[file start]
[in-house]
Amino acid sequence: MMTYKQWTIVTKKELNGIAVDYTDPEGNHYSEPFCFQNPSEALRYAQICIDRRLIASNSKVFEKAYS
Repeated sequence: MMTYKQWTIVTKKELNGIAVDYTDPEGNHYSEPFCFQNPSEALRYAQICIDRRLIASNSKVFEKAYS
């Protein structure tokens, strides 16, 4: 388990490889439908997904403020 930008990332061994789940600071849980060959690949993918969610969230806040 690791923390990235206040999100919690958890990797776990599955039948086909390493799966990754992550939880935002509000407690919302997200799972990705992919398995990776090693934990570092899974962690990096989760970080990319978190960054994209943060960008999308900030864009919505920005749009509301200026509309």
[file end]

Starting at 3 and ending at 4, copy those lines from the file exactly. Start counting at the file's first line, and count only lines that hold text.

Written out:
Repeated sequence: MMTYKQWTIVTKKELNGIAVDYTDPEGNHYSEPFCFQNPSEALRYAQICIDRRLIASNSKVFEKAYS
């Protein structure tokens, strides 16, 4: 388990490889439908997904403020 930008990332061994789940600071849980060959690949993918969610969230806040 690791923390990235206040999100919690958890990797776990599955039948086909390493799966990754992550939880935002509000407690919302997200799972990705992919398995990776090693934990570092899974962690990096989760970080990319978190960054994209943060960008999308900030864009919505920005749009509301200026509309």